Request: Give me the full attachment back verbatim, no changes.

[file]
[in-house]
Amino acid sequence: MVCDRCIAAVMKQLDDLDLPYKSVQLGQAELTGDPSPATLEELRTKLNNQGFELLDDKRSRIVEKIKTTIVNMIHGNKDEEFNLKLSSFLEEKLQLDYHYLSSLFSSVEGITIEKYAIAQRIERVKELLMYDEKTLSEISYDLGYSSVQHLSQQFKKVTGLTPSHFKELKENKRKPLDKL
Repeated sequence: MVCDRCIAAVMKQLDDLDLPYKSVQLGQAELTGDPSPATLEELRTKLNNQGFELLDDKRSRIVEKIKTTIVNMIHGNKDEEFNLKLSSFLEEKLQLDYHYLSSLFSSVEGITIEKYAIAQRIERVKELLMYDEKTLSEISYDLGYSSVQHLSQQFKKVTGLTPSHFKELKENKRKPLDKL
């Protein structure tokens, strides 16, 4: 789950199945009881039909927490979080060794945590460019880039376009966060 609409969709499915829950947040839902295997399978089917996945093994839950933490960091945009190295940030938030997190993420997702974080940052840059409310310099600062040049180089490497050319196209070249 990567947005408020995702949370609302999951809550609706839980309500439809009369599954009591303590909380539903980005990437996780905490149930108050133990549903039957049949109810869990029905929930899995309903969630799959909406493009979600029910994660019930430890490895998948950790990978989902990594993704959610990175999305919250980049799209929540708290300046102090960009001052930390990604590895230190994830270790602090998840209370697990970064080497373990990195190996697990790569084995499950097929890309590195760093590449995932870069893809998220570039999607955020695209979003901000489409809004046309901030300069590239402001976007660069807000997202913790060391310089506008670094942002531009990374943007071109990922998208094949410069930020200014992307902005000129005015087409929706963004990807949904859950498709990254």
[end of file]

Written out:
[in-house]
Amino acid sequence: MVCDRCIAAVMKQLDDLDLPYKSVQLGQAELTGDPSPATLEELRTKLNNQGFELLDDKRSRIVEKIKTTIVNMIHGNKDEEFNLKLSSFLEEKLQLDYHYLSSLFSSVEGITIEKYAIAQRIERVKELLMYDEKTLSEISYDLGYSSVQHLSQQFKKVTGLTPSHFKELKENKRKPLDKL
Repeated sequence: MVCDRCIAAVMKQLDDLDLPYKSVQLGQAELTGDPSPATLEELRTKLNNQGFELLDDKRSRIVEKIKTTIVNMIHGNKDEEFNLKLSSFLEEKLQLDYHYLSSLFSSVEGITIEKYAIAQRIERVKELLMYDEKTLSEISYDLGYSSVQHLSQQFKKVTGLTPSHFKELKENKRKPLDKL
């Protein structure tokens, strides 16, 4: 789950199945009881039909927490979080060794945590460019880039376009966060 609409969709499915829950947040839902295997399978089917996945093994839950933490960091945009190295940030938030997190993420997702974080940052840059409310310099600062040049180089490497050319196209070249 990567947005408020995702949370609302999951809550609706839980309500439809009369599954009591303590909380539903980005990437996780905490149930108050133990549903039957049949109810869990029905929930899995309903969630799959909406493009979600029910994660019930430890490895998948950790990978989902990594993704959610990175999305919250980049799209929540708290300046102090960009001052930390990604590895230190994830270790602090998840209370697990970064080497373990990195190996697990790569084995499950097929890309590195760093590449995932870069893809998220570039999607955020695209979003901000489409809004046309901030300069590239402001976007660069807000997202913790060391310089506008670094942002531009990374943007071109990922998208094949410069930020200014992307902005000129005015087409929706963004990807949904859950498709990254």